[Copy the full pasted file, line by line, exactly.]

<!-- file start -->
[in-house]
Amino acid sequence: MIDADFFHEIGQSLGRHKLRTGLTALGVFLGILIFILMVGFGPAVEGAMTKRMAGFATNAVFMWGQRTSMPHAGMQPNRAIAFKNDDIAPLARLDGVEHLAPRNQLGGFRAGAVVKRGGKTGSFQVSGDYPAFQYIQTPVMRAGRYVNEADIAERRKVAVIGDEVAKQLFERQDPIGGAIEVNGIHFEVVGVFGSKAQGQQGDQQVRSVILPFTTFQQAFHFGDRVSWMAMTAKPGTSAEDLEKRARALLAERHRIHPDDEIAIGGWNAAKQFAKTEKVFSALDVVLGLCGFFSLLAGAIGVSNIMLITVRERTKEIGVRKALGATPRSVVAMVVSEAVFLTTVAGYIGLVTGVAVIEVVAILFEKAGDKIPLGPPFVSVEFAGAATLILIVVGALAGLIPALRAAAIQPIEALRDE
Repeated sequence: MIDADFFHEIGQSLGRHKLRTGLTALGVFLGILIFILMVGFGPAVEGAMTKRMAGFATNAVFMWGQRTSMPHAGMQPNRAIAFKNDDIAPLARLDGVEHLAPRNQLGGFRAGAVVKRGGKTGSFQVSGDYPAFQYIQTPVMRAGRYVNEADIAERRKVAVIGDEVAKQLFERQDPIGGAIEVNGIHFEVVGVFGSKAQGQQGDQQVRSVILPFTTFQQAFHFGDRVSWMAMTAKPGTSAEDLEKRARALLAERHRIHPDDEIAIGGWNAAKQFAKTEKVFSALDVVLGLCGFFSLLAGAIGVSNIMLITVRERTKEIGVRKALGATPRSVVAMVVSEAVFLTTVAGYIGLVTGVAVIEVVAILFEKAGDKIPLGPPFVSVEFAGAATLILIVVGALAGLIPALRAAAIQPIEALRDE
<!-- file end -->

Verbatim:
[in-house]
Amino acid sequence: MIDADFFHEIGQSLGRHKLRTGLTALGVFLGILIFILMVGFGPAVEGAMTKRMAGFATNAVFMWGQRTSMPHAGMQPNRAIAFKNDDIAPLARLDGVEHLAPRNQLGGFRAGAVVKRGGKTGSFQVSGDYPAFQYIQTPVMRAGRYVNEADIAERRKVAVIGDEVAKQLFERQDPIGGAIEVNGIHFEVVGVFGSKAQGQQGDQQVRSVILPFTTFQQAFHFGDRVSWMAMTAKPGTSAEDLEKRARALLAERHRIHPDDEIAIGGWNAAKQFAKTEKVFSALDVVLGLCGFFSLLAGAIGVSNIMLITVRERTKEIGVRKALGATPRSVVAMVVSEAVFLTTVAGYIGLVTGVAVIEVVAILFEKAGDKIPLGPPFVSVEFAGAATLILIVVGALAGLIPALRAAAIQPIEALRDE
Repeated sequence: MIDADFFHEIGQSLGRHKLRTGLTALGVFLGILIFILMVGFGPAVEGAMTKRMAGFATNAVFMWGQRTSMPHAGMQPNRAIAFKNDDIAPLARLDGVEHLAPRNQLGGFRAGAVVKRGGKTGSFQVSGDYPAFQYIQTPVMRAGRYVNEADIAERRKVAVIGDEVAKQLFERQDPIGGAIEVNGIHFEVVGVFGSKAQGQQGDQQVRSVILPFTTFQQAFHFGDRVSWMAMTAKPGTSAEDLEKRARALLAERHRIHPDDEIAIGGWNAAKQFAKTEKVFSALDVVLGLCGFFSLLAGAIGVSNIMLITVRERTKEIGVRKALGATPRSVVAMVVSEAVFLTTVAGYIGLVTGVAVIEVVAILFEKAGDKIPLGPPFVSVEFAGAATLILIVVGALAGLIPALRAAAIQPIEALRDE